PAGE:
WHAT’S IN YOUR TOOLBOX?
What’s In Your Toolbox?
A guest post by Johnny Dwinell of Daredevil Production – 6-29-17
What’s in your toolbox? What’s in your emotional toolbox, your artistic toolbox, your business toolbox, your marketing toolbox?
I used to have a huge fear of commitment.
Years ago after I got off the road as the lead singer for a hair band I realized I was having challenges creating relationships with women that were deeper than just sex. I was really worried that I would end up old and alone with a house full of cats (LOL, I’m TOTALLY a dog person, but you get the point). As you can imagine after a good 7 years as a full time 80’s-rock-band-front-man-on-permanent-tour, I had encountered many women. I also managed to experience some longer, emotionally profound relationships with a few quality women who I found intriguing, smart, and captivating; but still, scared to commit. Yikes!
I definitely needed some help so I sought out therapy at the brazen request of a freshly-fired girlfriend who assumed she was leaving Nashville with me to move to California (I still don’t know how the hell she thought that, man, it wasn’t like we were living together or dating that long, but I digress). She actually handed me a number of a therapist in Pasadena (SO RANDOM) and sternly told me to call him the minute I got out there.
I did call him and I recommend therapy for everyone. Therapy is like college for your own soul. Therapy is all about finding out who YOU are and feeling comfortable in your own skin; which I desperately needed. This therapist, Stan, was amazing and is still a great friend and spiritual adviser to me. During the first session he asked me why I was there and I explained. As the session ended he said, “Johnny, I’m gonna bet that you don’t have sisters or if you do, they are younger and by at least 4 years.”
I said, “WTF?? How do you know that?” (Not expecting the fortune telling element at all…he was right, I have 2 amazing sisters 4 years and 7 years younger than me)
He replied, “Because you don’t know shit about women.”
I laughed out loud at the silly man! “Stan, I have forgotten about more women than most men will ever have.”
Stan countered, “Yeah, I’m sure that’s true, man, but you still don’t know shit about women so you’re scared to death of getting too close to them.”
Game! Set! Match!
I was cornered with logic. He went on to explain that a boy with older sisters or sisters who are closer to his age (close enough that they are in his social/peer groups growing up) offer a front row seat to the trials and tribulations of romantic relationships from the female perspective that said boy is more inclined to respect, internalize and learn from. When the sisters are younger and out of your peer group they are just a nuisance.
True story again!
I was essentially lacking a tool in my emotional toolbox and I had just defined exactly what tool was missing. You see, that was half the battle. Now I could move forward with a clear plan to improve my life. Identifying the missing tool actually got me excited to learn about the ever fearful unknown. I was totally stoked to explore, which lessened the fear of the unknown. This internal encouragement couldn’t have happened had I not understood that I was lacking somewhere. Get it?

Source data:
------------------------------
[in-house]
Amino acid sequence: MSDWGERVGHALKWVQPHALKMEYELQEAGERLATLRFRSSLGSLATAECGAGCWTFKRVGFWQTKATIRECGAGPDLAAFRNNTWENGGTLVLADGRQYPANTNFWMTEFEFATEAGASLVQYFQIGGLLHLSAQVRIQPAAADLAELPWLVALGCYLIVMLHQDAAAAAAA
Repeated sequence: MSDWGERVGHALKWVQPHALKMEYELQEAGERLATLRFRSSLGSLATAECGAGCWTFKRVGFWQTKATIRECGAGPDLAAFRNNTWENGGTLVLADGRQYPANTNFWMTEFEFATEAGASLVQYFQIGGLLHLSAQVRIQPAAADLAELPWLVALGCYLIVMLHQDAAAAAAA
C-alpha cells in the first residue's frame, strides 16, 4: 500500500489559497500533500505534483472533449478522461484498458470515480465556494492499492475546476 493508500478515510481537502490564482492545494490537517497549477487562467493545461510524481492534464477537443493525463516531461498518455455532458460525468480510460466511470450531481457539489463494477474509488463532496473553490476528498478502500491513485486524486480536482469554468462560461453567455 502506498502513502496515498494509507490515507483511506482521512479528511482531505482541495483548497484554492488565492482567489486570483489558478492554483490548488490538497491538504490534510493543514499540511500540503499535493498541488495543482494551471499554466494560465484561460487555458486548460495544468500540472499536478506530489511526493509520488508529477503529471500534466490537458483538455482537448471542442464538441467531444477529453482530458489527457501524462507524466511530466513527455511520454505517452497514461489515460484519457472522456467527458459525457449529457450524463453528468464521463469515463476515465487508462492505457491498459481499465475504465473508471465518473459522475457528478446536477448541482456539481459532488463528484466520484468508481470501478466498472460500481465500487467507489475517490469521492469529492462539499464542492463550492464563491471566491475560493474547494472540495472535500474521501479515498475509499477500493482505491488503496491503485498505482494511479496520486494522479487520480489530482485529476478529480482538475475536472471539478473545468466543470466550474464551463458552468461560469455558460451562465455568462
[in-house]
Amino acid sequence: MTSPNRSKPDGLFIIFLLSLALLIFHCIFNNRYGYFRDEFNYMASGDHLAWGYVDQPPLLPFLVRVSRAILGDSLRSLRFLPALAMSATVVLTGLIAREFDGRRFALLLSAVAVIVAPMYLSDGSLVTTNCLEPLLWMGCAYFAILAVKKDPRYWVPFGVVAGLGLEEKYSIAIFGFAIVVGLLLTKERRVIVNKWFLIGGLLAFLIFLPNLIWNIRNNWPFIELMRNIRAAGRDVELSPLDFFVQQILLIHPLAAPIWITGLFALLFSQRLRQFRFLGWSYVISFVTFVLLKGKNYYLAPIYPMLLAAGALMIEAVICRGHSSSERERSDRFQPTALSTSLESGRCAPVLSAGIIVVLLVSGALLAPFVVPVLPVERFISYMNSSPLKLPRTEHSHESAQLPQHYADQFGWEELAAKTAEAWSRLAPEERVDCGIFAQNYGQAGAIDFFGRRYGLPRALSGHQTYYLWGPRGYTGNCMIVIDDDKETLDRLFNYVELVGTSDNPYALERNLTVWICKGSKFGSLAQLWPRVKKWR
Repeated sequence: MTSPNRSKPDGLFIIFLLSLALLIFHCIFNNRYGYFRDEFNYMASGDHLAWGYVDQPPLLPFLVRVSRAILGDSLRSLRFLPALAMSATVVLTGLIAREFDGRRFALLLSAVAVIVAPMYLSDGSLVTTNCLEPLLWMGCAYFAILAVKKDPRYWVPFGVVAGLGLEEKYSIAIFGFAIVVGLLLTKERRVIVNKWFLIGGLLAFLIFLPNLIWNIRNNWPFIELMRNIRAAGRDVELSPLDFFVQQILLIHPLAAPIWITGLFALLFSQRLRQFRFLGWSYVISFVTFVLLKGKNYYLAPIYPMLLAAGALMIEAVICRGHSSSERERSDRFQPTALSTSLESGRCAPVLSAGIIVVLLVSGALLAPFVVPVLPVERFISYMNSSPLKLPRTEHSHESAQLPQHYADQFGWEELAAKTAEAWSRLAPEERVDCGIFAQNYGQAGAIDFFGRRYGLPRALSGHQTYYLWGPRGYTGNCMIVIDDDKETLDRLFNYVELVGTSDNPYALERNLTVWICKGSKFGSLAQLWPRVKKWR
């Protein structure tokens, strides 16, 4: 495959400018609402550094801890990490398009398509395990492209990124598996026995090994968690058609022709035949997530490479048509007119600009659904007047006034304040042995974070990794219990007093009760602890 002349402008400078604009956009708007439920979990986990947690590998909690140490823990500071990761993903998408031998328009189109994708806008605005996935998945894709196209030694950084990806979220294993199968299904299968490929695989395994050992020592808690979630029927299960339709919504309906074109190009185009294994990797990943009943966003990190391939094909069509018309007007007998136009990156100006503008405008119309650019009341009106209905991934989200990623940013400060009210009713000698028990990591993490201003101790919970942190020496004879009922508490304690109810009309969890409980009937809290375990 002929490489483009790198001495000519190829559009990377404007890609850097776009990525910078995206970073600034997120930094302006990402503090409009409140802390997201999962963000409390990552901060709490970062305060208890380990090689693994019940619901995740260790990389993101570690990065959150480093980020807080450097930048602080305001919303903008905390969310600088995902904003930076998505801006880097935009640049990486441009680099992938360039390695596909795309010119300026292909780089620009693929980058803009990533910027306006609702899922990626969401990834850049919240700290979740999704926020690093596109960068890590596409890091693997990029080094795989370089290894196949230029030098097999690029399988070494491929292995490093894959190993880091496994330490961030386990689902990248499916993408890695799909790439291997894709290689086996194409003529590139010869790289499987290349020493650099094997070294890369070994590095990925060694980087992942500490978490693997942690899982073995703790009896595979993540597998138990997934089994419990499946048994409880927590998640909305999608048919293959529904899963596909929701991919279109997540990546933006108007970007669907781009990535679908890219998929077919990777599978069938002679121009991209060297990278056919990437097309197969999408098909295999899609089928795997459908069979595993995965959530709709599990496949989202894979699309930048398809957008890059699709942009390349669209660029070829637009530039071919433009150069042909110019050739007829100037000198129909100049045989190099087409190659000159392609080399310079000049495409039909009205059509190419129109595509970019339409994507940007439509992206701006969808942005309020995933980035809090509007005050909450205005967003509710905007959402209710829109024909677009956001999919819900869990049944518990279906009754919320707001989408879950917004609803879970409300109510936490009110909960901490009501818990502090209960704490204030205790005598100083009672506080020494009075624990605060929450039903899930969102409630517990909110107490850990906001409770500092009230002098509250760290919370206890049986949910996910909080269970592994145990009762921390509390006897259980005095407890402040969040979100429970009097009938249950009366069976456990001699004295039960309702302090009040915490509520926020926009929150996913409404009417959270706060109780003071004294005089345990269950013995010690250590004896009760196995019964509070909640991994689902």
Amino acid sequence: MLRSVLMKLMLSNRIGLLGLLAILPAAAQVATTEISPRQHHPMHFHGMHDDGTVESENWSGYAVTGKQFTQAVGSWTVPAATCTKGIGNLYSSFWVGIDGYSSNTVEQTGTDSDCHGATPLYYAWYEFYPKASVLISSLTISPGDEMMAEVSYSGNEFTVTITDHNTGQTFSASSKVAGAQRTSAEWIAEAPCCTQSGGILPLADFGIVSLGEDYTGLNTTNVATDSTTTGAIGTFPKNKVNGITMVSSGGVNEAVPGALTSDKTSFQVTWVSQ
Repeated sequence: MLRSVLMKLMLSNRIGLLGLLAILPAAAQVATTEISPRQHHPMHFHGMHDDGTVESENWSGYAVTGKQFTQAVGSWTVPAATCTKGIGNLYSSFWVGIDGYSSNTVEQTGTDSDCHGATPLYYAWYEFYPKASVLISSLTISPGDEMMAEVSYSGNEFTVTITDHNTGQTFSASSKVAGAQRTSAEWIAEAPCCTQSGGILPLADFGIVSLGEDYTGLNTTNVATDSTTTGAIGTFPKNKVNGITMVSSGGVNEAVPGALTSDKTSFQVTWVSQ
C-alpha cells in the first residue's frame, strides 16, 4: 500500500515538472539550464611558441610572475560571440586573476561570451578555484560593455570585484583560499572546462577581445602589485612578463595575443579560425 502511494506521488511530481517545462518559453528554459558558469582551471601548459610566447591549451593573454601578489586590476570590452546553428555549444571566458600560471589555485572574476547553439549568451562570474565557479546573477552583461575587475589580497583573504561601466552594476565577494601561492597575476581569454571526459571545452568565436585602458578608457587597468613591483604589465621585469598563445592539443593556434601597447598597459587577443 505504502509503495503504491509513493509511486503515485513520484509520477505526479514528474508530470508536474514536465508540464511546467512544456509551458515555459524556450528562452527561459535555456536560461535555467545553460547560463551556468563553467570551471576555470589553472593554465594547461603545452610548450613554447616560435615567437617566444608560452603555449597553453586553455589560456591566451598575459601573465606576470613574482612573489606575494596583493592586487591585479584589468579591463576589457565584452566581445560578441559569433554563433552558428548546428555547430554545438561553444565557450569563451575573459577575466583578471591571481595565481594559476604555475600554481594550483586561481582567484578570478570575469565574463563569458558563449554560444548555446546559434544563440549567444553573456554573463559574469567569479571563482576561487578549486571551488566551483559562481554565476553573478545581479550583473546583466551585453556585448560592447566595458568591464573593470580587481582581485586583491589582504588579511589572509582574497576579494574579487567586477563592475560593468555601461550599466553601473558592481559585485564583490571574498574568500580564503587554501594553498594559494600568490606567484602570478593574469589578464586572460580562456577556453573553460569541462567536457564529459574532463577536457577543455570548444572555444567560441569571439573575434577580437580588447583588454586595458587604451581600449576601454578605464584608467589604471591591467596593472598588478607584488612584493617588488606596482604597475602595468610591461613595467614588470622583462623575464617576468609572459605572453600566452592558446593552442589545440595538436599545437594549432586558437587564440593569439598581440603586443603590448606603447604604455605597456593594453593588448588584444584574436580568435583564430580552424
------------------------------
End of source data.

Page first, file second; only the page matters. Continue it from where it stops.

You Have To Find the Missing Tools In Your Toolbox
As humans and especially artists we are (hopefully) inclined to constantly improve. We want, need, and search for new steps in the staircase of development that lead us to higher plateaus of emotional and artistic impeccability. However, this requires change to occur. As humans andespecially artists, we are quite resistant to change; this results in pain and suffering. This pain and suffering causes stagnation, idle artistry, and (gasp) mediocrity!
The thing is, our lives and our art can be constantly improving if we understand one simple concept; you’re human so you never have all the tools you need. I find this to be a common roadblock with the talent we work with as they have a naive understanding of (or simply ignore) the process of artistic development; it IS A PROCESS and it takes time.
The main part of the process is to be open to the process.
Part of the process is to understand your strengths and capitalize on them.
Part of the process is to recognize your weaknesses and improve upon them.
Part of the process is unfettered exploration; the constant search for tools you don’t have and the curiosity to discover how they will benefit your journey.
Part of the process is to identify mentors.
Part of the process is to allow yourself to be mentored artistically, businesswise, relationship-wise, marketwise, communication-wise, etc.
Part of the process is humility.
Part of the process is acceptance.
You are born with some great tools. Maybe you have incredible talent, maybe you have incredible drive, maybe you’re an expert politician, maybe you’re a good leader, maybe you’re good at creating relationships, and maybe you understand business.
But you don’t have all the tools.
What are you missing?
Do you need:
Songwriting proficiency? (It’s not magic it’s a CRAFT!)
So which ones are you missing?
Created in 2011, Daredevil Productions is the joint vision of veteran Nashville Engineer/Producer/Performer Kelly Schoenfeld and veteran Los Angeles Artist/Producer/Businessman Johnny Dwinell. DDP is a full service music production team housed in Ragtop Recording studios on Nashville’s world famous Music Row. We offer a broad selection of music services including music production from song demos to major label records, artist development, song arrangements, music programming, song promotion, and artist guidance. Whether you are a platinum recording artist or if this is the first step on musical journey, Daredevil Productions can guide you all the way.